So you have been laid off, what are your options?
News broke last week that more than 500,000 Canadians applied for EI within a few days. With layoffs rolling out widely as a result of the economic impact of Covid-19, we are writing this blog to provide some basic information on workers’ rights and options.
(The blog is relevant only to non-union workers in provincially regulated industries in professions/occupations/industries covered by the Employment Standards Act. This information will apply to most non-union workers in BC.)
You may not have to accept a temporary layoff
This might seem like a ridiculous statement. You cannot insist on keeping your job or getting paid, so by refusing a temporary layoff, what that likely means is your employment will end permanently. The upside to a permanent termination of employment is you may be entitled to severance pay, which can range from very little or nothing (if you have worked a short time in an entry level position) to up to 24 months’ pay (in exceptional circumstances). Talk to an employment lawyer to understand how much you might be owed, as it is fact specific and depends on the Employment Standards Act, your employment contract, and your age, length of service, nature of your job and availability of alternative employment.
There are some real downside risks to refusing a temporary layoff and hoping for severance pay.
- Your job is over permanently, and you will not have a job to return to when your employer rebuilds capacity or reopens.
- If your employer can prove that Covid-19 has been an unforeseen circumstance that has made continuing your employment “impossible,” it may be found that no severance pay is owed under Section 65(1)(d) of the Employment Standards Act.
- Severance could be difficult or impossible for your employer to fund and if many employees refuse layoffs and insist on severance, this could be the last straw that makes them go under.
- If your employer does not agree to pay, enforcing severance pay rights beyond the Employment Standards Act minimums will be slow and difficult in the coming months, with courts largely shut down.
If you accept the temporary layoff, apply for regular EI right away
There is a huge demand on our Employment Insurance system right now, so make sure you get your application in ASAP. While expansions of coverage have been announced, based on the EI system that has always been in place, you likely currently qualify for EI if you:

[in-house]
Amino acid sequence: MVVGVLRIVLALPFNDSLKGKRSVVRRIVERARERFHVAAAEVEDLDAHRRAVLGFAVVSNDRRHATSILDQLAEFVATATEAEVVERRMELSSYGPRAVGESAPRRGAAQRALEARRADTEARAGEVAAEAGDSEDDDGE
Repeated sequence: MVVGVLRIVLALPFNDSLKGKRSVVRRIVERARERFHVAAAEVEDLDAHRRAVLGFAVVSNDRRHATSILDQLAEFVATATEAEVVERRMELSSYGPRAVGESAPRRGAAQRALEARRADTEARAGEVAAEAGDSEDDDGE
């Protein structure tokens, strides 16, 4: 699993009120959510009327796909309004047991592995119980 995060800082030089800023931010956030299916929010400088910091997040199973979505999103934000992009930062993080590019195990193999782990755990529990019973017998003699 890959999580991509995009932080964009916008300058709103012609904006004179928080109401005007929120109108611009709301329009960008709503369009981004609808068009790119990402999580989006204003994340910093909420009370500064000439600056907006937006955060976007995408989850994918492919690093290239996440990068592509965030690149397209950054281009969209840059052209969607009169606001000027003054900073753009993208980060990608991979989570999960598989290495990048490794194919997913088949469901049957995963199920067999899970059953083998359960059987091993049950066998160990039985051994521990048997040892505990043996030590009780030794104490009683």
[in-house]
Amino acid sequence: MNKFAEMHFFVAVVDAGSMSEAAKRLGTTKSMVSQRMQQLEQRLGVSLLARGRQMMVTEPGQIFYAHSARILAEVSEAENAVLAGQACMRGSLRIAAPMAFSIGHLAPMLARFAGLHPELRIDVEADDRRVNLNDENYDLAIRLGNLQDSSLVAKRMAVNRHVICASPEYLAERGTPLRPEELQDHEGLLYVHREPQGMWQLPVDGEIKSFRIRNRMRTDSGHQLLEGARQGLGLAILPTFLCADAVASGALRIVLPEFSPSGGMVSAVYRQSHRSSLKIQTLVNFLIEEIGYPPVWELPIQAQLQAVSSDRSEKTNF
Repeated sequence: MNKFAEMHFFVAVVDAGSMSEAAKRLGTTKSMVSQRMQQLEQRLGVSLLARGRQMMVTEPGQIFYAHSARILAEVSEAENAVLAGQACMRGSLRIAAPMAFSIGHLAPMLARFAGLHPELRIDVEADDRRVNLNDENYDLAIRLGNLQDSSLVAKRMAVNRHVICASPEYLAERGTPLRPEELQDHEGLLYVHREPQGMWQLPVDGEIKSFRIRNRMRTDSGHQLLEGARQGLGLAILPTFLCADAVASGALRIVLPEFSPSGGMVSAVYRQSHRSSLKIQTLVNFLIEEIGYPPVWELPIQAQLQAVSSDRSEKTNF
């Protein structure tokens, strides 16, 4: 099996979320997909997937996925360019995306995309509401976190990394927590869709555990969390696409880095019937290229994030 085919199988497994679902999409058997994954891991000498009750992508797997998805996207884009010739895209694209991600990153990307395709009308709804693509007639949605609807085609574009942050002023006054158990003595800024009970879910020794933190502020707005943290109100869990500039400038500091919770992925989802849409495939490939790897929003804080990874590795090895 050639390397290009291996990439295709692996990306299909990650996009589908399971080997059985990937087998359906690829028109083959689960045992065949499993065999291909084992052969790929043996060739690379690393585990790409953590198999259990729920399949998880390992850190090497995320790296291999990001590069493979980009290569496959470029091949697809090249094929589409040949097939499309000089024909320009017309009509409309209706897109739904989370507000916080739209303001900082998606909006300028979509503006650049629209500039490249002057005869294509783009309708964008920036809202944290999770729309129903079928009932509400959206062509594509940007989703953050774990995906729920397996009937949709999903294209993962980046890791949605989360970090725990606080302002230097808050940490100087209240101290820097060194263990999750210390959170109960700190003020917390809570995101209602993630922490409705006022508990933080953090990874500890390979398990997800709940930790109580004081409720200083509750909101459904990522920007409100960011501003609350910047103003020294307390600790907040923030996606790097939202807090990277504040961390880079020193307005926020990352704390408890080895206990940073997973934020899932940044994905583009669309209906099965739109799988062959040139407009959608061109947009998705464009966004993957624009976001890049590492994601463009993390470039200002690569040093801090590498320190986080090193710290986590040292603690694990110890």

- have been laid off due to shortage of work;
- have at least 700 hours of insurable earnings in the last 52 weeks (700 hours is for the Vancouver region and the number of hours to qualify varies across the Province); and
- have experienced an “interruption of earnings” which means no work and no pay for 7 days.
You can work to supplement EI after 7 calendar days of no work and no earnings
Once your EI begins, you can take on work to supplement EI. Remember, you must have 7 days of no work and no pay to be eligible for EI, so wait this out before taking on any work. Jim Wu of our office wrote a detailed article on LinkedIn about how working while EI impacts your claim here: https://lnkd.in/gYXbv7D. We will be posting this article on our website shortly.
If you accept a temporary layoff, it ends after 13 weeks
The BC Employment Standards Act limits temporary layoffs to 13 weeks maximum. At that point, employers will need to provide termination pay unless they have returned you to work. As discussed above, it is possible that Section 65(1)(d) of the Act will apply to mean no termination pay is owed if there is an “unforeseen circumstance” that has made continuing your employment “impossible.” This exception could also potentially apply at the end of the 13 week layoff period.
We have written a few other blogs on Covid-19 layoffs which you may also find helpful, available at https://fortelaw.ca/blog/
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